By Sarah Wright
Photos courtesy Remick Museum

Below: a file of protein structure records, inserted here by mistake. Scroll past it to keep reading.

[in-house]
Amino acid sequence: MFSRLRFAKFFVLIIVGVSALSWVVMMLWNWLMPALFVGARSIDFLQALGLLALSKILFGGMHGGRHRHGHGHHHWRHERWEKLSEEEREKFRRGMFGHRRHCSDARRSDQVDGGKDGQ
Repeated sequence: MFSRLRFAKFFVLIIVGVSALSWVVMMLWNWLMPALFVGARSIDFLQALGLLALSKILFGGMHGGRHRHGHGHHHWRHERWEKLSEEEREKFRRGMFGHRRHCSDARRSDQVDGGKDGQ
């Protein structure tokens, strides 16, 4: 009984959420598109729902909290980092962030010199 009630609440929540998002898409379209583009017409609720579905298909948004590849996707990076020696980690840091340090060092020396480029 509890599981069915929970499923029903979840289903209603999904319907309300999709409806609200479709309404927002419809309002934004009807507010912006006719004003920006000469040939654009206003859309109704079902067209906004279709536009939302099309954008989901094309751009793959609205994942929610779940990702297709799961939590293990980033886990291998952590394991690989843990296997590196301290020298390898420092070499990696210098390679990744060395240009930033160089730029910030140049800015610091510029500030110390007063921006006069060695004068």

The process of preserving foods in cans or jars, usually sterilized by a heat treatment, began in the late 18th century. In 1795, Napoleon Bonaparte offered a reward for whoever could develop a safe way to preserve food for his army as they traveled. A man named Nicholas Appert took on the challenge, but struggled for 15 years until he came up with a method that involved heat-processing food in glass jars reinforced with wire, and sealing them with wax. By 1810, Englishman Peter Durand had introduced a method for sealing food in tin cans. Later, in 1912, canning really took off in the United States when Thomas Kensett opened the first commercial canning establishment. Of course, no one really knew why canning worked to preserve food until almost a century later, when scientist Louis Pasteur was able to demonstrate how the growth of microorganisms causes food to spoil.